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3 Comments to “Outing Sally Ride”

  1. “I was religious as a teenager. I gave it up a long time ago, when I concluded that it was mostly made up stories. But even when I was religious, that did not dominate my life. I was far more interested in science and mathematics. So while at that time of my life, I did spend some time in activities related to my religion, that was small compared to the time that I spent in learning more science and mathematics.”

    That pretty much describes me in a nutshell as well.

    “However, I disagree with Sullivan, when he criticizes the New York Times for not outing her. Maybe the NYT simply wanted to respect her privacy on an issue that was not what brought her name into the public arena.”

    Absolutely. For one thing, if gays in the world are looking for equality, then the only time their homosexuality should be brought up by themselves or anyone else is if they are defending persecution regarding that equality. Otherwise, it is irrelevant.

    “When asked about religion in an application form, I would usually say “no religion” or the equivalent.”

    This is a little off topic but anyways…I understand that people try to gather demographic information and some of the efforts behind this are based on good intentions, but I can’t help but think that race is supposed to be something that we no longer focus on anymore (as one effort to end racism and promote equality). If being a certain race, sex, religion, etc., isn’t supposed to matter with regard to being qualified for a job, being academically proficient or what-have-you, then it should no longer be something that is requested in applications for scholarships, jobs, etc. Giving a job or scholarship to someone based on their race, gender, or sexual orientation is discrimination. To say that it is meant to somehow reverse past “wrong-doings” by “leveling the playing field” is ridiculous and just a reverse play of racism utilizing a double-standard. People should be focusing on socio-economic factors (whether black OR white), academic or other proficiencies, etc. Only when we eliminate the discrimination (whether positive or negative to the person in question), can we start to gain equality.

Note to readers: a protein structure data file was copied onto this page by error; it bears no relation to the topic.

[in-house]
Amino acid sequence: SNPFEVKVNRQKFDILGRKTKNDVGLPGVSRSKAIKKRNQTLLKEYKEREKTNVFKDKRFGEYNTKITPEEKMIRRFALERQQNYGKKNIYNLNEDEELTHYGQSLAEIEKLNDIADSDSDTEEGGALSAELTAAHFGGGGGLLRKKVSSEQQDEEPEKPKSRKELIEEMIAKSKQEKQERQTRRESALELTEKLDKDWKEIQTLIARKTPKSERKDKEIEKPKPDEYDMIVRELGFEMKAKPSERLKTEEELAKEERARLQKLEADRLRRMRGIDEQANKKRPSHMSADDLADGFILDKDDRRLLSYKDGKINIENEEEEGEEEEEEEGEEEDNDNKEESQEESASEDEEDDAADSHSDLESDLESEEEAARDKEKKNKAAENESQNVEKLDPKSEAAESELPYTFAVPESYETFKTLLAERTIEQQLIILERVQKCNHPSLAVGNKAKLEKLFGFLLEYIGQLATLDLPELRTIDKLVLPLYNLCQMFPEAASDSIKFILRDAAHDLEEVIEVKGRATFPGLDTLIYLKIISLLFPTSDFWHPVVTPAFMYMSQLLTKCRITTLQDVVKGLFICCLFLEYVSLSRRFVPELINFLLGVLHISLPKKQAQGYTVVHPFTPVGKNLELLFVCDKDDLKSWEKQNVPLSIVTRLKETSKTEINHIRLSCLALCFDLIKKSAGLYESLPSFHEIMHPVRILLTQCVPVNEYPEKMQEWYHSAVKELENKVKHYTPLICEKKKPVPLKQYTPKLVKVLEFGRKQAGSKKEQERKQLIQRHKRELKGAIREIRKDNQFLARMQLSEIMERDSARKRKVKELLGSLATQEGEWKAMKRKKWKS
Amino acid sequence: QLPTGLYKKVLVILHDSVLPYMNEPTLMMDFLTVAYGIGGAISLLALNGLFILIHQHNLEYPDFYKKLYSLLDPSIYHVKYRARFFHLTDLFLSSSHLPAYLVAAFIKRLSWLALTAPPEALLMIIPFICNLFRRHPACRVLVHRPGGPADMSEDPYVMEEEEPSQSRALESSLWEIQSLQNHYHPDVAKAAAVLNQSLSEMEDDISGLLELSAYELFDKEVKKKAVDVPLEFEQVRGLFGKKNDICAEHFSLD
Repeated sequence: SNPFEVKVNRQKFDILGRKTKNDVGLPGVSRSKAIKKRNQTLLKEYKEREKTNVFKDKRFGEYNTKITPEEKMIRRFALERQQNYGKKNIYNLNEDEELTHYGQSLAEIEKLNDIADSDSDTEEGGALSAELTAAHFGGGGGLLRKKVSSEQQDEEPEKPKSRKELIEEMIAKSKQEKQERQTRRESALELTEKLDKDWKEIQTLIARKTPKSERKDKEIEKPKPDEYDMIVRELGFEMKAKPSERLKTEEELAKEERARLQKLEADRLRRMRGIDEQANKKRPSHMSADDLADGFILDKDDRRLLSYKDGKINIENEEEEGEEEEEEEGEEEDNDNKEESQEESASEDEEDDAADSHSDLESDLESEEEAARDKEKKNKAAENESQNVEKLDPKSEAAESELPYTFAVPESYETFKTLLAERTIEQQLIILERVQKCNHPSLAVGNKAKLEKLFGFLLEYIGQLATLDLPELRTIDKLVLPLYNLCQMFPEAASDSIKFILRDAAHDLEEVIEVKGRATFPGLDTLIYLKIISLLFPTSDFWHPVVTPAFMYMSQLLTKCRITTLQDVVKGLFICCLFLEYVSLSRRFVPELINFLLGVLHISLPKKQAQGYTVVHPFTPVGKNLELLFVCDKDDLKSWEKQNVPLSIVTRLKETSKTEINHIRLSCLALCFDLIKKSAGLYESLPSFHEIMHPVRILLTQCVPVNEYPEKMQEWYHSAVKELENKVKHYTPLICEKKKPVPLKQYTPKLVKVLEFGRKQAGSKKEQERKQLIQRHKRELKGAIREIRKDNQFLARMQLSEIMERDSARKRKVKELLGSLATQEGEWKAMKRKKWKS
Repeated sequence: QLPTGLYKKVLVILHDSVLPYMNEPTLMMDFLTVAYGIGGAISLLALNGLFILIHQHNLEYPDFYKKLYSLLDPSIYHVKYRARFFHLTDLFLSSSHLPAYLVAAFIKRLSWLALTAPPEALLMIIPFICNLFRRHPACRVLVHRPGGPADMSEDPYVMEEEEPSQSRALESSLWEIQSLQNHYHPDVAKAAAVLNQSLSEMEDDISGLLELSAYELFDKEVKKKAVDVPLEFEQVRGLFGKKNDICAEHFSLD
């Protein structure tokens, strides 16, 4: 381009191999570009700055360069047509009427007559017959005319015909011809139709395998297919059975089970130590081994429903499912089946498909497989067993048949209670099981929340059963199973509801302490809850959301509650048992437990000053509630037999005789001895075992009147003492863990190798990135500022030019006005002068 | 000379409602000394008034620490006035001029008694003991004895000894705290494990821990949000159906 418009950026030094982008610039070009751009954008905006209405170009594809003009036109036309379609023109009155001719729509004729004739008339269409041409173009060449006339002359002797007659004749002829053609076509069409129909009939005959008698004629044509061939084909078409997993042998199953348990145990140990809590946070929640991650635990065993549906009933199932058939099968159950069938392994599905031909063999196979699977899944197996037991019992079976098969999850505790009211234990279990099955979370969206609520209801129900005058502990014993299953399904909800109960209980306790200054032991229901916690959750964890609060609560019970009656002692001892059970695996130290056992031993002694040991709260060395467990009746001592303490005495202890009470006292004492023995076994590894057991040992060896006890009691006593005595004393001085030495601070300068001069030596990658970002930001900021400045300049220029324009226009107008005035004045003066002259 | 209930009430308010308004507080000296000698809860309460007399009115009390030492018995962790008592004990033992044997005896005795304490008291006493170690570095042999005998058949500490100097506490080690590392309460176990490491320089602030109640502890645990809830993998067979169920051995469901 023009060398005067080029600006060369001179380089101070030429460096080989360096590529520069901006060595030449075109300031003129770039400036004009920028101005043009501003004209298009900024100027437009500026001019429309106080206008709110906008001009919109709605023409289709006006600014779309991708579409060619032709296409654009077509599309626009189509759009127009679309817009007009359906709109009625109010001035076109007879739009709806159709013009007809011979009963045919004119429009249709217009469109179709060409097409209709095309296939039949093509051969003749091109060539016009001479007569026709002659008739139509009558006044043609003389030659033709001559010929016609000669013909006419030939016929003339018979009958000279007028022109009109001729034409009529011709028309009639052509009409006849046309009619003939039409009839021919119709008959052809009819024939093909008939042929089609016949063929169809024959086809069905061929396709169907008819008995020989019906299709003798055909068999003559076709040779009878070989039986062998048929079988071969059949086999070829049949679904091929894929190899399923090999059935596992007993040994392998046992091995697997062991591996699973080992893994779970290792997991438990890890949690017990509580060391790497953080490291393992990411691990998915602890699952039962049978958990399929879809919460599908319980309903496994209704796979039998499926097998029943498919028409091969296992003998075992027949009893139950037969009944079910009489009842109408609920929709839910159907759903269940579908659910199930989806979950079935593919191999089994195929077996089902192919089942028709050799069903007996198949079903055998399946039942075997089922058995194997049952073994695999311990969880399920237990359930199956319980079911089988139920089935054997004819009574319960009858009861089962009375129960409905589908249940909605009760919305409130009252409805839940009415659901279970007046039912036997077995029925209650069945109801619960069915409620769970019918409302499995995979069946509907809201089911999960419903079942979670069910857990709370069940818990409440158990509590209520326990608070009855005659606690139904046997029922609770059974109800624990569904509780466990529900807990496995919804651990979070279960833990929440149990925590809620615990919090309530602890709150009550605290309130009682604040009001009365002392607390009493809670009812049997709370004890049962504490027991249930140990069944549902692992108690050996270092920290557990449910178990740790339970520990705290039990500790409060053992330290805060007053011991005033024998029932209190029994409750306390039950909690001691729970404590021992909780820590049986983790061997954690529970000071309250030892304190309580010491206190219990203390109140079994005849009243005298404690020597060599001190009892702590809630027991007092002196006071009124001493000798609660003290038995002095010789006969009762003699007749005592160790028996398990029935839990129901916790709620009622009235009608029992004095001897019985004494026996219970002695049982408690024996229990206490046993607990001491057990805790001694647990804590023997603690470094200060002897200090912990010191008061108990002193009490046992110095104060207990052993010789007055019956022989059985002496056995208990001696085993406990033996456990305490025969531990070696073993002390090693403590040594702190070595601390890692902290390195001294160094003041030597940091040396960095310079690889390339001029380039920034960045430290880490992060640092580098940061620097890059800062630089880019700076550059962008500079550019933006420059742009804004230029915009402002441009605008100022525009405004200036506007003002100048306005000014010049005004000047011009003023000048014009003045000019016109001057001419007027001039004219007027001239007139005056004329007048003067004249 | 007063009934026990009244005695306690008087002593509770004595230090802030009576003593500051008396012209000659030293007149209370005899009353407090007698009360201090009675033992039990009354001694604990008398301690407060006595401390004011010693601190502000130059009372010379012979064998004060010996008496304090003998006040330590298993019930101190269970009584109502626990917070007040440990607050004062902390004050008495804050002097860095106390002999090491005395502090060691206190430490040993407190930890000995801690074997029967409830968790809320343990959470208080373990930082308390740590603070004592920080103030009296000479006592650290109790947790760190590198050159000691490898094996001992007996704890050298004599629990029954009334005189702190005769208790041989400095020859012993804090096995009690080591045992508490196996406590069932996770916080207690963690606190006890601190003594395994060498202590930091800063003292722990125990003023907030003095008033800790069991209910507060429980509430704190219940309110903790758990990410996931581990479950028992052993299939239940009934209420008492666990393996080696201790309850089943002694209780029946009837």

What if some country legalized gay marriage and said “Since the group “married gays” is under-represented, we are going to preferentially allow gays to marry over heterosexuals in order to level the playing field. This way we can help to reverse the years of those gays not being able to get married.” This would be just as ridiculous and I bet that most gays wouldn’t want this — because their whole battle is about allowing EVERYONE to marry, not only gays. A little off topic, but your post brought these previous thoughts of mine to the surface.

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    • For one thing, if gays in the world are looking for equality, then the only time their homosexuality should be brought up by themselves or anyone else is if they are defending persecution regarding that equality. Otherwise, it is irrelevant.

      Yes, I agree, though with the assumption that you meant “defending against persecution” rather than “defending persecution.”